Last week, I debated whether a business owner should ever scold an obnoxious customer. I wrote that, even though I know a few small business owners who allow themselves the luxury, to me there is something unholy about a business owner blasting a customer. But, we’re all human and anyone can have a bad day. What then?
“Mike, your workers don’t know what they’re doing,” a customer once told me, “they’re installing these thingumabobs on the crawl space door and they’re putting these whatchamacallits all around and what good is that doing?” After her thorough critique of my workers’ thingumabob and whatchamacallit installation skills, she went on to inform me that Bob at her church, and his mom, had gotten mice out of their home and she was thinking about hiring them to finish the job. She spoke to me as if she were scolding a child. Oh well, nobody told me there’d be days like these, but nobody told me there wouldn’t be days like these. Let’s call it a draw.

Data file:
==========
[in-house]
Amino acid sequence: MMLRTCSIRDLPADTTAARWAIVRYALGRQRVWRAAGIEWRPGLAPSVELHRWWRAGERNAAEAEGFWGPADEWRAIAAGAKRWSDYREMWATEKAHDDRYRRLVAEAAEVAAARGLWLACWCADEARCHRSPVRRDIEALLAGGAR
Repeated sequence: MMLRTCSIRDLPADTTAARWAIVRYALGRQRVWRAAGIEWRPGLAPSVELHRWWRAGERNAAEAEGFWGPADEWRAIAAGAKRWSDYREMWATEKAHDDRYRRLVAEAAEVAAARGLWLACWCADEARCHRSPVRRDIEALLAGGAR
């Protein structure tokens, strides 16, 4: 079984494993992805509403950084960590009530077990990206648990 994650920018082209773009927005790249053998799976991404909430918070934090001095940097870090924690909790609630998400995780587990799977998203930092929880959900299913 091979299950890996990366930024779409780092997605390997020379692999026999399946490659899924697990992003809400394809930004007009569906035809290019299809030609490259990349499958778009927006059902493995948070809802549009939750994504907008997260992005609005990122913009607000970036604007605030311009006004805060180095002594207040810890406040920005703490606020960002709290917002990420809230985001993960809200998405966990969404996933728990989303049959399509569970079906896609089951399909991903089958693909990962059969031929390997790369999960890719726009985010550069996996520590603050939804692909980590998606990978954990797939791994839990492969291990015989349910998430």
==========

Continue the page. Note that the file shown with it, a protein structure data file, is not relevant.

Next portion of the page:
I was tempted to give her a piece of my mind, but I’m a seasoned professional and I held my tongue. But, for the sake of argument, let’s say I had lost my cool and read her the riot act. Let’s say she had taken offense, fired my company and hired Bob and his mom and everyone lived happily ever after. Problem solved, right? Wrong. In my view, I would still owe her an apology for my unprofessional behavior. After all, she was a paying customer and I am a business owner, and a professional should never let a customer get his goat. (Unless he sells goats.)
At the highest level of owning a business, professionals should be able to—after a cooling off period—kick into “business owner gear,” admit they were wrong and apologize to the most nasty (or oddball) of customers. I can’t honestly say I’ve reached that level, and I hope I never have to find out. Have a great week tending your goats, everyone!